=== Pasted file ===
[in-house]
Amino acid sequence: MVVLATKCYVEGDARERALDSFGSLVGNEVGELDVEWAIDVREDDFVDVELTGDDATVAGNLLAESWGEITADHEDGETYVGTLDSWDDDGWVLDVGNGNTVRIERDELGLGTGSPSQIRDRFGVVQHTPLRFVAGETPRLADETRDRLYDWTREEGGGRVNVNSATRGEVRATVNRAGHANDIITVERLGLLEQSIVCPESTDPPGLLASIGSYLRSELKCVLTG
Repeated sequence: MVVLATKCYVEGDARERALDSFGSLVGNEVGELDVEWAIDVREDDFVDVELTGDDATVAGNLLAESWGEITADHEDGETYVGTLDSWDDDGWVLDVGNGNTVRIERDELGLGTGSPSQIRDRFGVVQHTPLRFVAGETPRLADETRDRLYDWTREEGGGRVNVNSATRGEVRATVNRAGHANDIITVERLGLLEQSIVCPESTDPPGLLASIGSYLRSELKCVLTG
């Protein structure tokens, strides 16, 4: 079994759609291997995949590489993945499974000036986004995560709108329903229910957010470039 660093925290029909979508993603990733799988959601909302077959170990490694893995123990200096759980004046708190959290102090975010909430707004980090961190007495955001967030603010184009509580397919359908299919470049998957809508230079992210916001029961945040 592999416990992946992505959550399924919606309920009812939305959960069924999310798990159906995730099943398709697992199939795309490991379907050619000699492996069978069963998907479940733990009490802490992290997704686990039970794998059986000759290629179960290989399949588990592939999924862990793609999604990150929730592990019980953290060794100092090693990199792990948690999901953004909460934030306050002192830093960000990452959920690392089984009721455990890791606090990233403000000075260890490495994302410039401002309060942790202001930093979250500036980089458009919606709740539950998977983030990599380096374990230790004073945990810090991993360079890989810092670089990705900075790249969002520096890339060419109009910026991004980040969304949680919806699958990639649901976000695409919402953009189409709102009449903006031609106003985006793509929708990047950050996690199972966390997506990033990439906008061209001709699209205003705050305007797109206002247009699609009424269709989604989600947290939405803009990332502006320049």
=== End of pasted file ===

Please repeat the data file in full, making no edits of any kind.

[in-house]
Amino acid sequence: MVVLATKCYVEGDARERALDSFGSLVGNEVGELDVEWAIDVREDDFVDVELTGDDATVAGNLLAESWGEITADHEDGETYVGTLDSWDDDGWVLDVGNGNTVRIERDELGLGTGSPSQIRDRFGVVQHTPLRFVAGETPRLADETRDRLYDWTREEGGGRVNVNSATRGEVRATVNRAGHANDIITVERLGLLEQSIVCPESTDPPGLLASIGSYLRSELKCVLTG
Repeated sequence: MVVLATKCYVEGDARERALDSFGSLVGNEVGELDVEWAIDVREDDFVDVELTGDDATVAGNLLAESWGEITADHEDGETYVGTLDSWDDDGWVLDVGNGNTVRIERDELGLGTGSPSQIRDRFGVVQHTPLRFVAGETPRLADETRDRLYDWTREEGGGRVNVNSATRGEVRATVNRAGHANDIITVERLGLLEQSIVCPESTDPPGLLASIGSYLRSELKCVLTG
């Protein structure tokens, strides 16, 4: 079994759609291997995949590489993945499974000036986004995560709108329903229910957010470039 660093925290029909979508993603990733799988959601909302077959170990490694893995123990200096759980004046708190959290102090975010909430707004980090961190007495955001967030603010184009509580397919359908299919470049998957809508230079992210916001029961945040 592999416990992946992505959550399924919606309920009812939305959960069924999310798990159906995730099943398709697992199939795309490991379907050619000699492996069978069963998907479940733990009490802490992290997704686990039970794998059986000759290629179960290989399949588990592939999924862990793609999604990150929730592990019980953290060794100092090693990199792990948690999901953004909460934030306050002192830093960000990452959920690392089984009721455990890791606090990233403000000075260890490495994302410039401002309060942790202001930093979250500036980089458009919606709740539950998977983030990599380096374990230790004073945990810090991993360079890989810092670089990705900075790249969002520096890339060419109009910026991004980040969304949680919806699958990639649901976000695409919402953009189409709102009449903006031609106003985006793509929708990047950050996690199972966390997506990033990439906008061209001709699209205003705050305007797109206002247009699609009424269709989604989600947290939405803009990332502006320049």